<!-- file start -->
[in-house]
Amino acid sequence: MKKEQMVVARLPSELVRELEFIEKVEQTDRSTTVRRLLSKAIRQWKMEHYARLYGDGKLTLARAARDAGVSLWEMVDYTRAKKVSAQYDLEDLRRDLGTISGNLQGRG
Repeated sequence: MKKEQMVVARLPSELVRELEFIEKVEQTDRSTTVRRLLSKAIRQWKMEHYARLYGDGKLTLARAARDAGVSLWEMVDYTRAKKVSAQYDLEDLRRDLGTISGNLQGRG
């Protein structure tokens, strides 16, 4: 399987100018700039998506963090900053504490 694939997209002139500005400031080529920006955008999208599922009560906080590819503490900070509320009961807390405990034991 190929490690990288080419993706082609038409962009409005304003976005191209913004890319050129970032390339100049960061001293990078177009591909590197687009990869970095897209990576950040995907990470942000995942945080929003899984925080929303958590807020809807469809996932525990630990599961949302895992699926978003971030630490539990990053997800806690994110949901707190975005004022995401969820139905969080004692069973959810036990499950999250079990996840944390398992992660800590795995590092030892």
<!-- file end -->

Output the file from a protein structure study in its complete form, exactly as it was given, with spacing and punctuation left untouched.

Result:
[in-house]
Amino acid sequence: MKKEQMVVARLPSELVRELEFIEKVEQTDRSTTVRRLLSKAIRQWKMEHYARLYGDGKLTLARAARDAGVSLWEMVDYTRAKKVSAQYDLEDLRRDLGTISGNLQGRG
Repeated sequence: MKKEQMVVARLPSELVRELEFIEKVEQTDRSTTVRRLLSKAIRQWKMEHYARLYGDGKLTLARAARDAGVSLWEMVDYTRAKKVSAQYDLEDLRRDLGTISGNLQGRG
């Protein structure tokens, strides 16, 4: 399987100018700039998506963090900053504490 694939997209002139500005400031080529920006955008999208599922009560906080590819503490900070509320009961807390405990034991 190929490690990288080419993706082609038409962009409005304003976005191209913004890319050129970032390339100049960061001293990078177009591909590197687009990869970095897209990576950040995907990470942000995942945080929003899984925080929303958590807020809807469809996932525990630990599961949302895992699926978003971030630490539990990053997800806690994110949901707190975005004022995401969820139905969080004692069973959810036990499950999250079990996840944390398992992660800590795995590092030892």